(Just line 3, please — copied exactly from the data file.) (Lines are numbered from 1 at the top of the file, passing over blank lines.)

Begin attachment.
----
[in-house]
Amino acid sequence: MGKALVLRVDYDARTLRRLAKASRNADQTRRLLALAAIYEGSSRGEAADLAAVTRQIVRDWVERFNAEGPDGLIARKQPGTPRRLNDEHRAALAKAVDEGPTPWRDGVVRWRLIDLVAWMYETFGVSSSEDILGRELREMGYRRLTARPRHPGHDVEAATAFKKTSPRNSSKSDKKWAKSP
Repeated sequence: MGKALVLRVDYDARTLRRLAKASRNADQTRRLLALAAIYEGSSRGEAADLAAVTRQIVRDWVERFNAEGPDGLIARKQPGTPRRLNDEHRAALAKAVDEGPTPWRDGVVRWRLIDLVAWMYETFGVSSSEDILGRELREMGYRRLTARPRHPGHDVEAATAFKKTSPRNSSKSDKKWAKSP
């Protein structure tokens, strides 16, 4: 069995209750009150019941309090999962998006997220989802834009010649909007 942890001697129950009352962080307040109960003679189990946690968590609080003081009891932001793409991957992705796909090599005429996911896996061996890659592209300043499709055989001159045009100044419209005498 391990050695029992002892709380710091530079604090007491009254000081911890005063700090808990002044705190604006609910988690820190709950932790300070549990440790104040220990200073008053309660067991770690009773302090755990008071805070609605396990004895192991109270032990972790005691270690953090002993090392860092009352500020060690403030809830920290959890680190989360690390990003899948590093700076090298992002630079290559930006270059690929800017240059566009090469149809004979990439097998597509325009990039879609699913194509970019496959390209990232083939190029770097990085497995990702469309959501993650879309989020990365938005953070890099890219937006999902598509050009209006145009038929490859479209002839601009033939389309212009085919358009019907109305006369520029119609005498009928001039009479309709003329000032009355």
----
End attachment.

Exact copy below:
Repeated sequence: MGKALVLRVDYDARTLRRLAKASRNADQTRRLLALAAIYEGSSRGEAADLAAVTRQIVRDWVERFNAEGPDGLIARKQPGTPRRLNDEHRAALAKAVDEGPTPWRDGVVRWRLIDLVAWMYETFGVSSSEDILGRELREMGYRRLTARPRHPGHDVEAATAFKKTSPRNSSKSDKKWAKSP